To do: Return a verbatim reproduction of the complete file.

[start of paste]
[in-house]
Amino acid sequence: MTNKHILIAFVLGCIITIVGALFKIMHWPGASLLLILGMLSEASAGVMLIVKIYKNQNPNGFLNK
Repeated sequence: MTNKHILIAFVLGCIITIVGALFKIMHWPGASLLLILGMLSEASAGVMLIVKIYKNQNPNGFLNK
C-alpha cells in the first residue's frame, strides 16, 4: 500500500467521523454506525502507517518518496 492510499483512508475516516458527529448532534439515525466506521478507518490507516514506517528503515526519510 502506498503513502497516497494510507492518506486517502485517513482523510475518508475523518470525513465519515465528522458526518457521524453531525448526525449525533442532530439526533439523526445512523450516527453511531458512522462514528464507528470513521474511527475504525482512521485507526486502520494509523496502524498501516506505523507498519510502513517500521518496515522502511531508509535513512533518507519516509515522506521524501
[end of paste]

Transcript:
[in-house]
Amino acid sequence: MTNKHILIAFVLGCIITIVGALFKIMHWPGASLLLILGMLSEASAGVMLIVKIYKNQNPNGFLNK
Repeated sequence: MTNKHILIAFVLGCIITIVGALFKIMHWPGASLLLILGMLSEASAGVMLIVKIYKNQNPNGFLNK
C-alpha cells in the first residue's frame, strides 16, 4: 500500500467521523454506525502507517518518496 492510499483512508475516516458527529448532534439515525466506521478507518490507516514506517528503515526519510 502506498503513502497516497494510507492518506486517502485517513482523510475518508475523518470525513465519515465528522458526518457521524453531525448526525449525533442532530439526533439523526445512523450516527453511531458512522462514528464507528470513521474511527475504525482512521485507526486502520494509523496502524498501516506505523507498519510502513517500521518496515522502511531508509535513512533518507519516509515522506521524501